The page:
Judging by Hillary Clinton’s schedule, Cleveland has a special place in the U.S. presidential candidate’s heart. She’s been traveling all over the country, and now, just before the election, she has been to the industrial city in Ohio’s north twice, in one weekend.
On Friday evening she was onstage in front of a packed house in the University of Cleveland’s gymnasium, with the pop singer Beyoncé and rapper Jay-Z, icons of the U.S. music scene.
The audience was mainly young African Americans, just as Ms. Clinton’s campaign team had hoped. The city is predominantly African-American and is considered safe territory for the Democrats. But Ms. Clinton is afraid that come election day, many people will stay at home because there are no African American candidates on the ballot paper.
The Clinton camp is trying to use star power as leverage to get voters off the couch. When she returned to Cleveland two days later, she took to the stage with basketball legend LeBron James, a local hero.
The Democrats need a high voter turnout in cities like Cleveland to counterbalance their weakness in the rest of the state. The balance between town and country, worker and farmer, makes Ohio a swing state.
Ohio is considered a particularly important swing state. In every presidential election since 1964, Ohio has voted for the victorious candidate. “Where Ohio goes, that’s where the country goes,” people around here say proudly.
“Trump will negotiate better contracts. And if he can't, then he'll punish China and Mexico with import tariffs. ”
Of course, the Republicans are also hoping to secure Ohio’s 18 electoral votes. It was in July in the Quicken Loans Arena, where LeBron James dunks for the home team, that the Grand Old Party chose Donald Trump as their candidate. Cleveland also represents the hopes many conservatives have that they can lure an important voter group away from the Democrats: disaffected white, working class people, who reject free trade and globalization.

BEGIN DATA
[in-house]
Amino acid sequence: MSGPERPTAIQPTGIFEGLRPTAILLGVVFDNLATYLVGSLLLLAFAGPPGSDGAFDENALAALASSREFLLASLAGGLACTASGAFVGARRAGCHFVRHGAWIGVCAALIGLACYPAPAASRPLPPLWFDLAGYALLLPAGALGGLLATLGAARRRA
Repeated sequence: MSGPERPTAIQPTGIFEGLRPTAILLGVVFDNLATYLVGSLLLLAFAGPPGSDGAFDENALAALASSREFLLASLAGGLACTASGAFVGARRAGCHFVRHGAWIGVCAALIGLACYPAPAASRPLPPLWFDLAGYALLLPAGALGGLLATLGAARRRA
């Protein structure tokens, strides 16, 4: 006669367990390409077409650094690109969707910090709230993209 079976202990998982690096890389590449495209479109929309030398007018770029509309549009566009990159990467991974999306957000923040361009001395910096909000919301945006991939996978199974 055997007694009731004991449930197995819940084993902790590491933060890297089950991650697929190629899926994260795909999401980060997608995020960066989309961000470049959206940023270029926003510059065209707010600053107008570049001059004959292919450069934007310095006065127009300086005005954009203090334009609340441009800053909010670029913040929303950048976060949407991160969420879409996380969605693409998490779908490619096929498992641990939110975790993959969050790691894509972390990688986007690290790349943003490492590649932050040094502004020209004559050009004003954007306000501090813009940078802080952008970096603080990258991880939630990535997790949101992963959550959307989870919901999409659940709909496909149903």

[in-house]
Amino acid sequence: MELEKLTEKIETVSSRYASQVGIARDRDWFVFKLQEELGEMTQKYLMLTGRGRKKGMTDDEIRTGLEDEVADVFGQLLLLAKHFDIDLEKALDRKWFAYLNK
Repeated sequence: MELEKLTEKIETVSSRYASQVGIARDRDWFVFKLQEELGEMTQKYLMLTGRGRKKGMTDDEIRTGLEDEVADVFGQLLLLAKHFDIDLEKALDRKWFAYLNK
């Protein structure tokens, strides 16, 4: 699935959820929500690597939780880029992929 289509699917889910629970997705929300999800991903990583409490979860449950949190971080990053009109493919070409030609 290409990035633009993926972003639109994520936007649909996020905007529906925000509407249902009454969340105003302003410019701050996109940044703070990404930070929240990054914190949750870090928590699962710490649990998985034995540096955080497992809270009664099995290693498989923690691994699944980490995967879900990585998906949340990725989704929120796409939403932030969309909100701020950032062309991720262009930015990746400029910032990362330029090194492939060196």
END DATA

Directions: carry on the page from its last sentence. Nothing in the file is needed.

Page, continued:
Steve Hanson is on the lookout for them. In the last month, the 48-year-old owner of a household goods store in Cedar Rapids, Iowa, has been on the road in Ohio looking for “Trumpocrats”.
That’s the nickname he’s given for a group of former Democratic voters who believe that Mr. Trump is the best option for the little guy.
“When Bill Clinton signed NAFTA, he practically gave up on towns like Cleveland, Youngtown and Toledo,” Mr. Hanson said. Like many others, Mr. Hanson blames the collapse of Ohio’s industry, and the associated job losses, on the free trade agreement with Mexico and Canada.
Tens of thousands were once employed in the Cleveland steelworks and the Ford factory on Highway 71 provided 15,000 jobs. Today Ford needs only a tenth of the workforce it once did. Since the 1950s, Cleveland has lost half of its population.
“Trump will negotiate better contracts,” self-proclaimed Trumpocrat Mr. Hanson said. “And if he can’t, then he’ll punish China and Mexico with import tariffs.”
He said that on his tour through the weak industrial heart of the U.S. he’d spoken with dozens of people – “and not just white folks.”